Photo credit: City & County of Swansea: Glynn Vivian Art Gallery Collection
(b Cortona, Tuscany, 1 Nov. 1596; d Rome, 16 May 1669). Italian painter, architect, decorator, and designer, second only to Bernini as the most versatile genius of the full Roman Baroque style. He is named after the town of his birth, where he probably had some training with his father, a stonemason, before settling in Rome in about 1612. His first major works there were frescos in the church of S.
Bibiana (1624–6), commissioned by Urban VIII (Maffeo Barberini), and the patronage of the Barberini family played a major part in his career. For their palace he painted his most famous work, a huge fresco, Allegory of Divine Providence and Barberini Power, on the ceiling of the Gran Salone. He began this in 1633, but interrupted the work in 1637 to go to Florence, where he painted two frescos commissioned by the Grand Duke Ferdinand II de' Medici on the walls of the Sala della Stufa in the Pitti Palace: the Golden Age and the Silver Age. After returning to Rome he completed the Barberini ceiling in 1639. One of the key works in the development of Baroque painting, it is a triumph of illusionism, for the centre of the ceiling appears open to the sky and the figures seen from below (di sotto in sù) appear to come down into the room as well as soar out of it. It demonstrates Cortona's belief, which came out in a debate with Andrea Sacchi in the Accademia di S. Luca in about 1636, that a history painting could be compared with an epic and was entitled to use many figures; Sacchi, intent on classical simplicity and unity, argued for using as few figures as possible. For most of the period from 1640 to 1647 Cortona again worked in Florence, continuing his decorations in the Pitti Palace. He first completed his Four Ages of Man decorations in the Sala della Stufa with the Bronze Age and the Iron Age, then began a series of allegorical ceiling paintings in five rooms named after the planets (the work was completed by his pupil Ciro Ferri (1634–89). These paintings are combined with sumptuous stucco ornamentation, and this form of decoration was widely influential, not only in Italy, but also in France. (Cortona turned down an invitation from Cardinal Mazarin to visit Paris, but his style was taken there by his best pupil, Romanelli.) From 1647 until his death Cortona again worked in Rome, his major paintings from this period being an extensive series of frescos in S. Maria in Vallicella (the Chiesa Nuova, 1647–65), in which, as in his Pitti decorations, paint and stucco are magnificently combined. Throughout his career he painted easel pictures of religious and mythological subjects, and he also designed cartoons for a number of tapestries on the history of Constantine (1626–41) for the Palazzo Barberini (now in the Philadelphia Museum of Art), completing a series that had been begun by Rubens.Cortona once wrote that architecture was merely a pastime for him, but he ranks among the greatest architects of his period. His masterpiece is the church of SS. Martina e Luca in Rome (1635–50), which was the first Baroque church designed and built as a complete unity. Although his architecture has all the vigour of his painting, there is less correspondence between the two fields than might be imagined. He never decorated any of his own churches, and indeed they were not designed with fresco decoration in mind, making their impact through grandeur of form rather than richness of ornament. His great contemporary reputation sank in the next century with those of many other Baroque artists. In a famous passage in his Dizionario delle belle arti (1797), Francesco Milizia wrote: ‘Borromini in architecture, Bernini in sculpture, Pietro da Cortona in painting…represent a diseased taste—one that has infected a great number of artists.’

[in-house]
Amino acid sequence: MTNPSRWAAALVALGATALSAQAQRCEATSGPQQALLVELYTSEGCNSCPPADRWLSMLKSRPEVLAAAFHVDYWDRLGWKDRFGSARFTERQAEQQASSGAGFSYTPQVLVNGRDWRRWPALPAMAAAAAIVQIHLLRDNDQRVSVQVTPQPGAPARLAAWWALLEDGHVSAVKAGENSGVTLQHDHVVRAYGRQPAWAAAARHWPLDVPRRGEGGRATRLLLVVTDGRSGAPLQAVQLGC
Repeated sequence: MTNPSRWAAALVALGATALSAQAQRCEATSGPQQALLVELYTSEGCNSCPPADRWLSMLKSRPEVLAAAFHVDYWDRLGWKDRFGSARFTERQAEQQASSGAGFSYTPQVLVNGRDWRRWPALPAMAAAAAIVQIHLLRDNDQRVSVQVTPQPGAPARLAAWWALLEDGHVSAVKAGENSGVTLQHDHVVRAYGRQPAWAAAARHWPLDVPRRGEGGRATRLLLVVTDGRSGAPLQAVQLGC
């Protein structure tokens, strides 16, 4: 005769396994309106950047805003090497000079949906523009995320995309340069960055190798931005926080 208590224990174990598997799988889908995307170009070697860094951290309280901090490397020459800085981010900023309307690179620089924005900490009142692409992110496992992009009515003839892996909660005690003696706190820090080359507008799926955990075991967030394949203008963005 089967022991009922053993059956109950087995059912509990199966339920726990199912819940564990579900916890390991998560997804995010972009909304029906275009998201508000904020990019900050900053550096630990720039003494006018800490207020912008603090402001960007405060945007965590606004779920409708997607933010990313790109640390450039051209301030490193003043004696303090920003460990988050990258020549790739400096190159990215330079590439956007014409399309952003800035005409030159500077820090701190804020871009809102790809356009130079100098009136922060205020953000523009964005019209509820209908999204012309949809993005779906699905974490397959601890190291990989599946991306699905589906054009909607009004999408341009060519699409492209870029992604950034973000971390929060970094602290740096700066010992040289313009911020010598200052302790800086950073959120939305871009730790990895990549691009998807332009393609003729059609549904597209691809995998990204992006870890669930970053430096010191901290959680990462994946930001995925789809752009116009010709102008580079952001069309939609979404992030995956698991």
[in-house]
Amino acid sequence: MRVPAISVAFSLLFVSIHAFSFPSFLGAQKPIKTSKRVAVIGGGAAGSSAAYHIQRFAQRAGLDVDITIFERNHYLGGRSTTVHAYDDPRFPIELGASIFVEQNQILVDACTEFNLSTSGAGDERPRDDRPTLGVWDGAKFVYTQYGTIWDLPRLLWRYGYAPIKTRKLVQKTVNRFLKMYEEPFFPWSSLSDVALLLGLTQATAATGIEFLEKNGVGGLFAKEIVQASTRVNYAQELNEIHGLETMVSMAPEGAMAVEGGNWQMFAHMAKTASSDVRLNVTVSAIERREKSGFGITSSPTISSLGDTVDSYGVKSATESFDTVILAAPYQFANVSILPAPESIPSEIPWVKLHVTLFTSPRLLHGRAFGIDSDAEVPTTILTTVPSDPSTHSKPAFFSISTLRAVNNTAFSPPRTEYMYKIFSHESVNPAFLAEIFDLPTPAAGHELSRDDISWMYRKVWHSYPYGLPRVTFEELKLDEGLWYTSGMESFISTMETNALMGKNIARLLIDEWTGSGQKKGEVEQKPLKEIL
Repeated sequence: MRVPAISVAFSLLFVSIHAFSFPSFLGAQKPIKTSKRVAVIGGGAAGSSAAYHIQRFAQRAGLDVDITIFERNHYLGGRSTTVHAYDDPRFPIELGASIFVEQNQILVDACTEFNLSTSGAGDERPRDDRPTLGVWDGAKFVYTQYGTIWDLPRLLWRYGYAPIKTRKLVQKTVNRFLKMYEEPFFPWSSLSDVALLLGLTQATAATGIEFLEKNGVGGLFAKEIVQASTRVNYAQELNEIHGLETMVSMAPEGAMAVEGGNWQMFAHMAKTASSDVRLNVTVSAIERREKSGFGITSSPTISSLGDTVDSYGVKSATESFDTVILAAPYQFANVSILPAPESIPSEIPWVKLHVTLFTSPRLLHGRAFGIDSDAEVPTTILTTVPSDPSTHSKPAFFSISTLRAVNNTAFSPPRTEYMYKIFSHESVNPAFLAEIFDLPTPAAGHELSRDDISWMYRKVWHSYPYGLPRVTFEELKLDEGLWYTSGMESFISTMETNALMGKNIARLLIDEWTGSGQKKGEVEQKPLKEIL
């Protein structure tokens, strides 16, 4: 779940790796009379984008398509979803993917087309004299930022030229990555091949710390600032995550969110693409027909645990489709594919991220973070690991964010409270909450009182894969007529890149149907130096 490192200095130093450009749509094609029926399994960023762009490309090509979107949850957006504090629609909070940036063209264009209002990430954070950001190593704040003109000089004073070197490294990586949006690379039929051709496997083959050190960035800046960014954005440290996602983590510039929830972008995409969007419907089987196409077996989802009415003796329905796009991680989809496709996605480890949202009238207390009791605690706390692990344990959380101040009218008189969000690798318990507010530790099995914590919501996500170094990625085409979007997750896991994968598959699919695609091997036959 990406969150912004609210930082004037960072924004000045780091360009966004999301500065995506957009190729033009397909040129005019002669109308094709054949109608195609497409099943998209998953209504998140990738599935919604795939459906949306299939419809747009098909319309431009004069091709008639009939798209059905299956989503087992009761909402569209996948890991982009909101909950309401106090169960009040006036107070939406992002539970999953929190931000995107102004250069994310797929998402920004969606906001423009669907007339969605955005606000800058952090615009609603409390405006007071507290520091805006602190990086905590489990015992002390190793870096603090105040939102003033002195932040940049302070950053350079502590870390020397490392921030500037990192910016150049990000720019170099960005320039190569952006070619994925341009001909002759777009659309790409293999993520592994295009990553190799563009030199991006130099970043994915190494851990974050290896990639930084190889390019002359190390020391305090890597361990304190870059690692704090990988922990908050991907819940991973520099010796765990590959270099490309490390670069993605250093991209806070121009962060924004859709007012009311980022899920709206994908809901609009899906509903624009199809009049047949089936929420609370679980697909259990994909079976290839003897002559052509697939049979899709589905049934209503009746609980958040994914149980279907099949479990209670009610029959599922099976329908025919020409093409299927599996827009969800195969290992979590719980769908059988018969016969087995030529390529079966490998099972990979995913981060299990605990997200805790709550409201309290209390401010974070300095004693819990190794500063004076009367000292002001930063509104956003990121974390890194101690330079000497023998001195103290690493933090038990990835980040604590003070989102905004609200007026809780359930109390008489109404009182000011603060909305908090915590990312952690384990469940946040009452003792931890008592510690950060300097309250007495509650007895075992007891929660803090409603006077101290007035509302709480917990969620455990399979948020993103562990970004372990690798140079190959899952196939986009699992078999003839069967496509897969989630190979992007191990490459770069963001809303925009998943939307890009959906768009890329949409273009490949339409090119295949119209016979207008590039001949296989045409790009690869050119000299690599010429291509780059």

Text source: The Oxford Dictionary of Art and Artists (Oxford University Press)